CIJ World Press Freedom Day statement: Time to rally for free and fair media
(This version has been corrected on 4 May 2012. In pointing out media’s inaccuracy, we ourselves made a mistake. It was Harian Metro, not Kosmo, which wrongly attributed an attack on a journalist to protesters although the police were the alleged culprits. The error is very much regretted. We will improve our fact-checking procedure to avoid similar mistakes in future. One of our supporters pointed out another error in the date of the rally, which we have also corrected. – Masjaliza Hamzah, CIJ executive officer)
World Press Freedom Day Statement
3 May 2012
There has always been little cause for Malaysian media workers to celebrate World Press Freedom Day in light of the legal restrictions and political control, but this year it actually grew worse.
Just five days ago, our journalists were attacked, most of them allegedly by police personnel, while covering the Bersih rally. At least 12 cases were reported where journalists were harassed, threatened, assaulted, arrested, and had their equipment damaged or seized and some not returned. While the violence committed to these journalists was shocking, the violation to media freedom was compounded further when some media did not report the attacks, while others did worse through misleading reports about the rally.
At a time when accurate and balanced reports were sorely needed to give a truthful picture of what happened on the streets surrounding Dataran Merdeka on 28 April 2012, Astro censored a segment of BBC’s coverage that gave voice to the protesters, Harian Metro misreported an attack on a journalist as being blamed on the protesters although the police were the alleged culprits, Utusan Malaysia gave a similarly misleading impression of that incident and New Straits Times replaced a key word in a visiting Australian senator’s speech delivered in 2009 and ended up falsely depicting him as anti-Islam.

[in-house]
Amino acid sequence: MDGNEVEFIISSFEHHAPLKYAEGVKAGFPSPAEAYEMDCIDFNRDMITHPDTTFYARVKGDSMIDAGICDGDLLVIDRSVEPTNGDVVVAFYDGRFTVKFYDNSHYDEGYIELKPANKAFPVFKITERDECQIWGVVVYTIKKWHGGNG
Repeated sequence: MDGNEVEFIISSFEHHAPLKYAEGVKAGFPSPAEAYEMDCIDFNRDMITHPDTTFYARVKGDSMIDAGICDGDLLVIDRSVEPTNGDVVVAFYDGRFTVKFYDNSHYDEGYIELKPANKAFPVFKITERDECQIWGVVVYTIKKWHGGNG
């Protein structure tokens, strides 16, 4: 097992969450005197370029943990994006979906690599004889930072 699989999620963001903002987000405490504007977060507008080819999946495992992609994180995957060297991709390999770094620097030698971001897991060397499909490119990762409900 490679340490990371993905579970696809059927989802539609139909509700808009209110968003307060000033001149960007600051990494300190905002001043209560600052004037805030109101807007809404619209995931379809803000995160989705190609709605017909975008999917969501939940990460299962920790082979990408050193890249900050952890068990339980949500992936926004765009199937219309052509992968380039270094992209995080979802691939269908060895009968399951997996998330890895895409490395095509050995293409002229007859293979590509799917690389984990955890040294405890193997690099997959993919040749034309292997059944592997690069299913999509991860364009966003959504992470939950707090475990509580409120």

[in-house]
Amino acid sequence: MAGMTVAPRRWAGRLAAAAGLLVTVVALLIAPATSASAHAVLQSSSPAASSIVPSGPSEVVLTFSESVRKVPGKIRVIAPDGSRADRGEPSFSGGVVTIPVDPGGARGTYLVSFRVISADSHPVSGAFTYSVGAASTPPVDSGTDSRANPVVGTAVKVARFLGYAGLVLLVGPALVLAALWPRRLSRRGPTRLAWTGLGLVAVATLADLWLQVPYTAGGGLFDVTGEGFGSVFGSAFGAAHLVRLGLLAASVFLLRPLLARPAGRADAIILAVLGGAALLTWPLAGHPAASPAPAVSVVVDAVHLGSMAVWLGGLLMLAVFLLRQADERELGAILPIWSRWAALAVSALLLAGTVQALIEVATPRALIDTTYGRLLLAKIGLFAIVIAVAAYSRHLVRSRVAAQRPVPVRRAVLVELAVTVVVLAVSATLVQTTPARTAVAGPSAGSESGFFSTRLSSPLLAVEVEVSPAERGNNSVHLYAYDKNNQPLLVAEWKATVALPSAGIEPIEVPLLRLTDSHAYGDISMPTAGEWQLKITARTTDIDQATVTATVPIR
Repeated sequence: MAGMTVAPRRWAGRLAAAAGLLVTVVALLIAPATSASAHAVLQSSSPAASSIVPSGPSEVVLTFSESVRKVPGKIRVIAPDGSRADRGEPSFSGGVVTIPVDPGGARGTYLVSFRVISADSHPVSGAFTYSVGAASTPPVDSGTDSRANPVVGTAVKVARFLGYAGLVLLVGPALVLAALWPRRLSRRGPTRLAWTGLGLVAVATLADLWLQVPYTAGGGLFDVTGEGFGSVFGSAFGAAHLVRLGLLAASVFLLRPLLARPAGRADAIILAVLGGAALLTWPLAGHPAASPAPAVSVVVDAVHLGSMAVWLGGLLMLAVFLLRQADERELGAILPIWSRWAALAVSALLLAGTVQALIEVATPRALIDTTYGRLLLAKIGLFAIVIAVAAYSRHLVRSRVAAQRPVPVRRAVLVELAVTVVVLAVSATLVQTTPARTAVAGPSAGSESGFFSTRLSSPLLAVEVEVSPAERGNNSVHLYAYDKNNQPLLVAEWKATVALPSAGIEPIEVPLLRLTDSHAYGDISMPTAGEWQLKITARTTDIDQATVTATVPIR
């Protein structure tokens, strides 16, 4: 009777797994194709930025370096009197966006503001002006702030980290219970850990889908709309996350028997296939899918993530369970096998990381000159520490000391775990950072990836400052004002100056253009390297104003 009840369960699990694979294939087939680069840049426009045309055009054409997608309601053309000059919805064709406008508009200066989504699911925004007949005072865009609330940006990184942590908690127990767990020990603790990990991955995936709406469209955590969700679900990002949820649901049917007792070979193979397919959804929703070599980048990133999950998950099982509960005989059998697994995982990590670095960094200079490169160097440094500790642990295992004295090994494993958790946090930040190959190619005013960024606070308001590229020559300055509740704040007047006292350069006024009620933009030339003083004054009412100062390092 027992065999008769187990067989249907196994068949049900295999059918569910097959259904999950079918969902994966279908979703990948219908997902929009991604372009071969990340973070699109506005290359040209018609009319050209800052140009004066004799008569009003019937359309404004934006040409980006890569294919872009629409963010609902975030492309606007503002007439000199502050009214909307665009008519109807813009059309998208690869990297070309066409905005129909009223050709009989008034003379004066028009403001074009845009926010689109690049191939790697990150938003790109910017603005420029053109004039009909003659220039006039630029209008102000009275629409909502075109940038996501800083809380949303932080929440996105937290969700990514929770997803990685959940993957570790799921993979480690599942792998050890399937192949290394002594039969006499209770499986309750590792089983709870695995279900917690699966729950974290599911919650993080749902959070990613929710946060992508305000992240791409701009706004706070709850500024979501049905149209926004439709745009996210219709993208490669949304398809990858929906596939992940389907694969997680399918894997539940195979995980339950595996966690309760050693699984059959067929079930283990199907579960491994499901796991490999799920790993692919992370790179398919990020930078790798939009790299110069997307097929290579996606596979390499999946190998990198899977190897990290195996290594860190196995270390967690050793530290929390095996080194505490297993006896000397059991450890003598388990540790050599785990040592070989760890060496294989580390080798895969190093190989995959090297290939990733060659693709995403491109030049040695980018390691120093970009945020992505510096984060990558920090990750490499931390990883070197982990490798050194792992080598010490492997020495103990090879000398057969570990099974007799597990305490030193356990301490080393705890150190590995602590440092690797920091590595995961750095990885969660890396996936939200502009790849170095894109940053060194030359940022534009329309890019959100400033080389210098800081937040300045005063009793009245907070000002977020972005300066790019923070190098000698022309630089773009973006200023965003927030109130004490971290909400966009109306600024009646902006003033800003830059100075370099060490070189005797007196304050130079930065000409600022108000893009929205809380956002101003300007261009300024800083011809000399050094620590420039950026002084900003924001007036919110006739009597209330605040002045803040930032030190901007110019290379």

Such unethical coverage of Bersih showed critical failures in not only the function but also the structure of media, which are not addressed by the recent minor amendments to our printing presses law.
The unchanged reality is this: The ruling Barisan Nasional government still has effective control over the Malaysian print media, through show-cause letters, calls dispensing “advice”, and summonses to the Home Ministry. Such political interference creates a hostile environment for press freedom, making it difficult for conscientious journalists to practise ethics in their daily work, ultimately resulting in self-censorship on their part, or deliberately unethical reporting on the part of others, as these recent examples have shown.
On World Press Freedom Day 2012, the Centre for Independent Journalism renews its call to the people to reclaim their right to a media that can play its role of bearing witness and informing society. This call goes out especially to the thousands of people at the rally who saw and could document personal accounts of what some mass media did not or could not or wrongly report. If they want a free and fair election, they should know how crucial it is to have a free and fair media.